WHAT THE CRITICS SAY:

“…there’s nothing traditional about Balderson’s Alchemy of the Spirit. From Xander Berkeley’s beautiful performance to the magical realism that floods every frame and the script itself. It’s a very weird and atypical depiction of grief. But it doesn’t mean it isn’t understandable.”–Federico Furzan, Movie-Blogger.com (contemporaneous)

SLAMDANCE 2023: NEW RELIGION (2022)

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New Religion can currently be rented on VOD (free on Screambox).

DIRECTED BY: Keishi Kondo

FEATURING: Kaho Seto, Satoshi Oka, Saionji Ryuseigun

PLOT: Still grieving from the accidental death of her daughter years ago, escort Miyabi’s dreary routine is shaken up when she meets a strange client who only wants to take pictures of her individual body parts.

Still from New Religion (2022)

COMMENTS: New Religion arrives at Slamdance with an assured style and polished look that belies its low budget. Using little more than colored filters, an evocative soundtrack, and some remarkable microphotography, Keishi Kondo delivers a crowdfunded wonder, shot mostly on weekends with a first-time cast, that most of the time looks like it could have come from a major Japanese studio.

New Religion relies heavily on atmosphere: its full of slow, portentous glances scored to ominous drones, hinting at horrors unseen. The sound design is a key element, so see the film with a good stereo system, if possible. The opening credits set a tone of mystery: scritching strings accompany a pan over a blood-red cityscape, which merges into a tinted tour of moth anatomy. This is followed by shots of abstract organ-like structures and a possible fetus that forms and melts before our eyes, as the music swells and resolves into a desperate drone. This moody experimental-film opening deserves comparison to the disquieting prologue of Under the Skin. We emerge from that brief storm into a quiet drama, with main character Miyabi recalling the loss of her daughter and remembering a photograph taken with the child on a beach. A scene of her and the girl staring out to sea, then slowly turning to face the camera, will recur a couple of times; its significance is eventually revealed—perhaps, although as her strange client Oka says, “memories can’t be trusted.” Miyabi moves through her life in a sad daze, obsessively watering the plants on her balcony or sitting in near silence in a grungy basement with two other prostitutes, waiting to be called up for a date. For most of the movie no one expresses much visible emotion, even when angry or frightened, which makes Seto’s desperation as her mind breaks down in the film’s second half stand out: her grief is set free, along with an irrational hope.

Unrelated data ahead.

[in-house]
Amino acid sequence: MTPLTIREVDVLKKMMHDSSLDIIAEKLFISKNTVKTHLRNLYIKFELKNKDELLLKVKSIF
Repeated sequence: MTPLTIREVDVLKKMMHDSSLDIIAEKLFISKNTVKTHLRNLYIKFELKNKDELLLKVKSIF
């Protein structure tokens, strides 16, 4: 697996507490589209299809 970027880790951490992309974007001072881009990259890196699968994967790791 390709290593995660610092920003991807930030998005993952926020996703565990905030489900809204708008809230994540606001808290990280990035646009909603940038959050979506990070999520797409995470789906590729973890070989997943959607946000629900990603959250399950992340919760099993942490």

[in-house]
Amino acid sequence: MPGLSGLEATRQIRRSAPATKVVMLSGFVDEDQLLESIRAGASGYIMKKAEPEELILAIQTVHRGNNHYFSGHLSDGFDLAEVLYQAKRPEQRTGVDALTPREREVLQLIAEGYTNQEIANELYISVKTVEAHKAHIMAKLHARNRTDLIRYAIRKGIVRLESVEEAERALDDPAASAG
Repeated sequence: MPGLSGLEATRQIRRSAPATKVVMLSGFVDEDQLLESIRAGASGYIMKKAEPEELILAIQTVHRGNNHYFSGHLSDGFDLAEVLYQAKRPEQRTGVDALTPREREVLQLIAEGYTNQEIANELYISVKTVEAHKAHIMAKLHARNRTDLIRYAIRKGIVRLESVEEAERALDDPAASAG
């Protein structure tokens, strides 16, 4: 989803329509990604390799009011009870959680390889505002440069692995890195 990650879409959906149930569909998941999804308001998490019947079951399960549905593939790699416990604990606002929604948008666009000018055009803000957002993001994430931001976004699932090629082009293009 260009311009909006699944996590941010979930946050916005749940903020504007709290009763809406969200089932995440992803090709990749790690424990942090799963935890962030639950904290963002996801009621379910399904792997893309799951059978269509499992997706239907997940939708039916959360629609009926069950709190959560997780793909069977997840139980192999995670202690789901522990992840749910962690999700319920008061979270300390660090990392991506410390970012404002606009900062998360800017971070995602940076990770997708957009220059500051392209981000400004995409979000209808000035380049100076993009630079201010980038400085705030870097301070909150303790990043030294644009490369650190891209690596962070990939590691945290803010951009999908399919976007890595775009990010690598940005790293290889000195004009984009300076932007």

The film works as a melancholy drama, but contains eerie notes which are not fully expressed, haunting the story like fleeting memories. Oka, a purported survivor of throat cancer, speaks only through an otherworldly electrolarynx. He is obsessed with moths, and might be indirectly linked to a series of homicidal rampages and terrorist bombings. Who Oka actually is isn’t made completely clear, but he is a catalyst for an inhuman transformation, and he feeds on women like Miyabi whose deep emotional traumas make them receptive to whatever voodoo he performs through his photographic project. Oka’s motives are as murky as Miyabi’s grief is vivid. In the end, what he offers seems to be voluntarily entanglement in a web of dreams: dreams where the dreamer dreams of another dreamer, while simultaneously being dreamed themselves.

Kondo’s curious concoction will mesmerize and enthrall many art-horror fans. Others will find the deliberate pacing more of a chore—while still being intermittently mesmerized and enthralled. But there’s no doubt that this is a promising debut, and we salivate thinking what Kondo could do with a bigger budget—if he is able to maintain his independent sensibilities. It would not shock us to look back years from now and realize that New Religion founded a cult of Kondo.